C.V. v. Department of Children & Family Services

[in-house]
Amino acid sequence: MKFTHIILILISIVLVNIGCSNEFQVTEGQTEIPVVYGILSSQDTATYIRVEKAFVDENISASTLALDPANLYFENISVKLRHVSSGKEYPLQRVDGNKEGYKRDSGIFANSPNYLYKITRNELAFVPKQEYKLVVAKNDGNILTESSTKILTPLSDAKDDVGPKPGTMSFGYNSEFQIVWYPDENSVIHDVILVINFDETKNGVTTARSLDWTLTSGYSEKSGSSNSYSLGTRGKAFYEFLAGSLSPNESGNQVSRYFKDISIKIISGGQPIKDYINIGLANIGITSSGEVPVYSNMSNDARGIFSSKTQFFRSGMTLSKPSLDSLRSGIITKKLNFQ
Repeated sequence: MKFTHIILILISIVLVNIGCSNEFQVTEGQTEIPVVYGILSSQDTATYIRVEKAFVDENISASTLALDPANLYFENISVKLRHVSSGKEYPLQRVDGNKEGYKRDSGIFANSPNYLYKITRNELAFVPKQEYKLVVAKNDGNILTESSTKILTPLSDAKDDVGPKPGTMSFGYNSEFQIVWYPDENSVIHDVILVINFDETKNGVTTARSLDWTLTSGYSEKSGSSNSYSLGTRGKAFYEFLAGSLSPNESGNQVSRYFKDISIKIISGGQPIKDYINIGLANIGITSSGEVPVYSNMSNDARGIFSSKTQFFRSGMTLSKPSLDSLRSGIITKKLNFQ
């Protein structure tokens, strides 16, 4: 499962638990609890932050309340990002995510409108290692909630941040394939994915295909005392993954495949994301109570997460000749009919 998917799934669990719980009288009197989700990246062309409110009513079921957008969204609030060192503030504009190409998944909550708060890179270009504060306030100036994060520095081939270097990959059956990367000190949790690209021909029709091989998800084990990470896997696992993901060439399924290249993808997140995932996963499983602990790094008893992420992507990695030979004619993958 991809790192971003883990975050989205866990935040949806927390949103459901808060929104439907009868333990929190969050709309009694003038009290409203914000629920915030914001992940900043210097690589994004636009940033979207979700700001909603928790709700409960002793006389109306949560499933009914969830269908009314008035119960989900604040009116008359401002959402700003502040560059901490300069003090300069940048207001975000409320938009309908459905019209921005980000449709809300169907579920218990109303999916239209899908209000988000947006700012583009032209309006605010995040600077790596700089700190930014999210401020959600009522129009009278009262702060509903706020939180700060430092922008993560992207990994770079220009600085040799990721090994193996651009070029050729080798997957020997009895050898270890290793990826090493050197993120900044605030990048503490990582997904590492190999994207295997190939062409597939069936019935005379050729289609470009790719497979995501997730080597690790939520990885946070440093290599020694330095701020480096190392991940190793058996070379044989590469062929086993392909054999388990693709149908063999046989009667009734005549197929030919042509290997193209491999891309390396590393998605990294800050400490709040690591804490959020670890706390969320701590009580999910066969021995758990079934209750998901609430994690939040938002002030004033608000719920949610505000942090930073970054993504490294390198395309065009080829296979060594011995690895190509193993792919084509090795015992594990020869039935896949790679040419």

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IN THE SECOND DISTRICT COURT OF APPEAL, LAKELAND, FLORIDA June 10, 2009 In the Interest of M. V.-B., a child. C.V., M.P., and B.P., Appellants, v. DEPARTMENT OF CHILDREN AND FAMILY SERVICES and GUARDIAN AD LITEM PROGRAM, Appellees. ) ) ) ) ) ) ) ) ) ) ) ) ) ) ) Case No. 2D08-3616 BY ORDER OF THE COURT: The appellee Department of Children and Families Services' motion for clarification is granted to the extent that the final sentence in footnote one is deleted from the opinion issued April 15, 2009. That opinion is withdrawn and the attached is substituted therefor. No further post-opinion motions will be entertained. I HEREBY CERTIFY THE FOREGOING IS A TRUE COPY OF THE ORIGINAL COURT ORDER. JAMES BIRKHOLD, CLERK IN THE DISTRICT COURT OF APPEAL OF FLORIDA SECOND DISTRICT In the Interest of M. V.-B., a child. C.V., M.P., and B.P., Appellants, v. DEPARTMENT OF CHILDREN AND FAMILY SERVICES and GUARDIAN AD LITEM PROGRAM, Appellees. Opinion filed June 10, 2009. Appeal from the Circuit Court for Pasco County; William R. Webb, Judge. Noel H. Flasterstein of Noel H. Flasterstein, P.A., Tampa, for Appellants. Bernie McCabe, State Attorney, and Jillian James, Assistant State Attorney, Clearwater, for Appellee Department of Children and Family Services. Jennifer S. Paullin, Orlando, for Appellee Guardian ad Litem Program. ) ) ) ) ) ) ) ) ) ) ) ) ) ) ) Case No. 2D08-3616 ORDER OF DISMISSAL ALTENBERND, Judge. The father, C.V., and the paternal grandparents, M.P. and B.P., timely appeal an order entered in the dependency proceeding of the child, M. V.-B. The order, which the lower court entered after adjudicating the child dependent as to the father, maintains the child's placement with a licensed foster care family and rejects the paternal grandparents' request for the court to transfer placement to them. We decline to reverse or quash the challenged order and write primarily to discuss the jurisdictional issues involved in this case. We conclude that we have no appellate jurisdiction over this nonfinal order and no basis to grant relief as a matter of common law certiorari. I. FACTUAL BACKGROUND AND PROCEDURAL HISTORY The child in this case was born in Pennsylvania where the mother resided with the paternal grandparents. At that time, the mother was only fourteen years old and, thus, was a child herself. Shortly after the infant's birth, the mother and child moved to Florida without the father. When the mother moved to Florida, she lived with her parents. The first reports of child abuse in this case concerned alleged abuse of the mother by her father. As a result of those reports, law enforcement authorities detained the mother as a juvenile for an incident of domestic violence against her father. Eventually the State became concerned for the welfare of the child, and a child protective investigator with the Pasco County Sheriff's Office filed an initial petition for dependency in March 2006, when the child was approximately two years old. -2- When the sheriff's office filed the initial petition, the investigator did not know the whereabouts of the child's father and he was not joined in the action. The petition resulted in an order withholding adjudication and allowing the child to remain with the mother while she worked on her case plan. The father's family became aware of this situation and apparently moved to Florida in mid-2007. On an informal basis and without a court order, they cared for the child on weekends and occasionally for longer periods. In January 2008, the mother tested positive for cocaine. The State filed an emergency motion for shelter. As a result, the court ordered the child's removal from the mother and placement in the care of the Department of Children and Family Services ("the Department"). The order gave the Department discretion to place the child with the paternal grandparents; however, the Department never placed the child with them. In March 2008, the child protective investigator filed an amended petition for dependency. This time the investigator named the father in the petition along with the mother. The court entered an adjudication of dependency as to the father, reflecting that he had consented to the dependency proceeding. The child was not adjudicated dependent as to the mother. However, the court order required the child to remain in foster care. No one appealed this order. The Department filed a typical permanency review social study report in late March 2008. The report indicated that the father was incarcerated and would remain in prison until sometime in 2010. It described a one-hour visit between the child and the paternal step-grandmother where the child appeared to be "very bonded" to the -3- grandmother. A report from the Guardian ad Litem (GAL) reflected that the child was "flourishing" in its current foster care placement. On June 10, 2008, the trial court entered the order that the parties challenge in this appeal. That order is entitled "Order Approving Status Review, Order Denying Placement Of Child (with paternal grandfather and step-grandmother) and Order Denying Mother's Motion for Visitation." As to the grandparents' request that they have placement of the child, the order reflects that the trial court determined that they were statutorily eligible for placement, but that neither the Department nor Safe Children Coalition of Pasco County recommended such a placement. The order also reflects that the GAL believed that foster care was in the best interest of the child, in part, because the Department was working on a plan to place the child with a maternal aunt. The grandparents appealed this nonfinal order within thirty days of its rendition. This court issued a standard order informing them that the appeal would proceed under the procedures used for appeal of nonfinal orders. Thereafter, the attorney for the grandparents filed an amended notice of appeal adding the father as an appellant. The GAL has been the most active appellee in this case. The GAL has challenged the grandparents' standing to bring the appeal and this court's jurisdiction to consider the appeal as filed by the father. The brief filed by the father and grandparents is supported by an appendix that includes only the challenged order and a section entitled, "Complete Criminal Record of M.P. from the First Judicial District of Pennsylvania." It is unclear to us whether the criminal records pertaining to the grandfather were ever filed in the dependency proceeding. Our statement of the case and facts is based on the appendix -4- provided by the GAL. We have no transcripts of any hearings, and if the grandparents filed motions seeking placement, they are not in our record. II. DISCUSSION This court has previously held that grandparents in this context are not parties and do not have standing to appeal such an order. D.M. v. Dep't of Children & Families, 978 So. 2d 211 (Fla. 2d DCA 2008). We follow that holding in this case. We recognize that grandparents have been given certain statutory rights in dependency proceedings. See § 39.509, Fla. Stat. (2007). Likewise, a grandparent can be a proper placement for a child who is the subject of a dependency proceeding. See § 39.521. We do not rule out the possibility that a grandparent would have legal rights sufficient to maintain a petition for writ of certiorari if the trial court departed from the essential requirements of the law as to the grandparents' rights, but no such departure is alleged in this appeal. This case actually involves an attempt to change custody of the child postdisposition under section 39.522, and the grandparents cannot even demonstrate that any interested party filed a petition to change custody under that statute. Accordingly, we dismiss the appeal as filed by the grandparents. As to the appeal filed by the father, we assume only for purposes of this discussion that he could file an effective amendment to the notice of appeal adding himself as an appellant after the expiration of thirty days, even if the grandparents had no right to file the notice. See Fla. R. App. P. 9.040(c) & (d); 9.360(a); Telepower Commc'ns, Inc. v. LTI Vehicle Leasing Corp., 658 So. 2d 1026 (Fla. 4th DCA 1995). Assuming the father's joinder in the appeal provides this court with at least sufficient jurisdiction to determine our jurisdiction, the question is whether this court has -5- jurisdiction to review a nonfinal order in a dependency proceeding that declines to change the current placement of the child. We conclude that we do not and that our review is limited to that provided by common law certiorari. We recognize that similar issues have been reviewed and affirmed in at least two appeals in other districts where the issue of jurisdiction is not discussed. See M.A. v. Dep't of Children & Families, 906 So. 2d 1226 (Fla. 1st DCA 2005); S.L. v. Dep't of Children & Families, 852 So. 2d 372 (Fla. 5th DCA 2003). Likewise, it would appear that a parent may have the ability to challenge the initial placement of the child when that decision is included within the dependency order. See, e.g., B.C. v. Dep't of Children & Families, 864 So. 2d 486 (Fla. 5th DCA 2004). This court has previously held that nonfinal orders entered in termination of parental rights proceedings are generally not appealable and that review of such orders is limited to the review provided by common law certiorari. See D.K.B. v. Dep't of Children & Family Servs., 890 So. 2d 1288 (Fla. 2d DCA 2005). A dependency proceeding, however, is procedurally distinct from a termination proceeding. The order adjudicating dependency is appealable as a final order. See § 39.510, Fla. Stat. (2007); A.G. v. Dep't of Children & Family Servs., 731 So. 2d 1260, 1262 (Fla. 1999); G.L.S. v. Dep't of Children & Families, 724 So. 2d 1181, 1182 (Fla. 1998). Section 39.510 allows a party who is affected by "an order of the court" to appeal the order. However, the legislature cannot authorize nonfinal appeals and this statute only permits appeals from final orders. See art. V, § 4(b), Fla. Const. (1968); State v. Smith, 260 So. 2d 489 (Fla. 1972) (holding a statutory provision authorizing nonfinal appeals unconstitutional). Further, the supreme court is the sole branch of -6- government with the power to authorize, by rule, an appeal of a nonfinal order to a district court of appeal. Id. The only rule that arguably permits an appeal of the nonfinal order that the father wishes to challenge in this case is Florida Rule of Appellate Procedure 9.130(a)(4). This rule permits appeal of a nonfinal order entered "after final order" when the nonfinal order does not suspend rendition. Because the order on appeal in this case clearly does not suspend rendition, the dispositive issue is whether it is entered "after final order" for purposes of this rule. "Final order" is not defined within the appellate rules. Usually, a final order is an order that concludes normal proceedings within the trial court. See generally Caufield v. Cantele, 837 So. 2d 371, 375 (Fla. 2002) (defining final judgment as an order that "ends the litigation between the parties and disposes of all issues involved such that no further action by the court will be necessary"). After a final judgment in a civil case or a judgment and sentence in a criminal case, the work of the trial court is normally finished. By contrast, the work of a dependency court is just getting started when it enters an order adjudicating a child dependent. There certainly are valid reasons for treating a few orders as final orders for purposes of appeal pursuant to rule 9.110 even though they do not actually end proceedings in the trial court. These orders tend to make final determinations as to important rights of the parties or, in the case of an order granting new trial, vacate otherwise final vested rights of the parties. We are unconvinced, however, that, in the context of rule 9.130(a)(4), the supreme court used the phrase "final order" to include an order of dependency that contemplates ongoing proceedings with many hearings and -7- countless orders. See Dep't of Children & Family Servs. v. Heart of Adoptions, Inc., 947 So. 2d 1212, 1217, (Fla. 2d DCA 2007) (explaining that appellate courts lack jurisdiction to review a trial court's nonfinal order in dependency proceedings under rule 9.130(a)(4)); Dep't of Health & Rehabilitative Servs. v. Honeycutt, 609 So. 2d 596 (Fla. 1992) (holding that dependency proceedings are not within the definition of "domestic relations" for the purpose of appeals from nonfinal orders under rule 9.130). Dependency proceedings are actually concluded by an order terminating supervision or jurisdiction. See rule 8.345(b); form 8.972. Accordingly, we hold that the orders entered in dependency proceedings after the entry of the order adjudicating dependency and before an order terminating supervision or jurisdiction are not appealable pursuant to 9.130(a)(4). When appropriate, such orders may be challenged by common law certiorari.1 See C.B. v. Dep't of Children & Families, 975 So. 2d 1158 (Fla. 5th DCA 2008) (treating mother's appeal from postdisposition dependency orders as a petition for writ of certiorari). In this case, the father has argued nothing that would suggest that certiorari would provide a possible remedy. Accordingly, we dismiss the father's appeal. 1 This court is aware of current efforts to amend rule 9.146 to address the ability of parties within dependency proceedings to appeal certain postdisposition nonfinal orders. The current draft of the proposed rule enumerates appealable nonfinal orders. Among the list are nonfinal orders that "require or approve a change of placement into, out of, or within foster care." See Florida Supreme Court, In re: Implementation of Commission on District Court of Appeal Performance and Accountability Recommendations, SC08-1724, http://www.floridasupremecourt.org/ clerk/comments/2008/08-1724_071508_Petition.pdf (last visited Feb. 25, 2009). -8- Appeal dismissed. CASANUEVA and LaROSE, JJ., Concur. -9-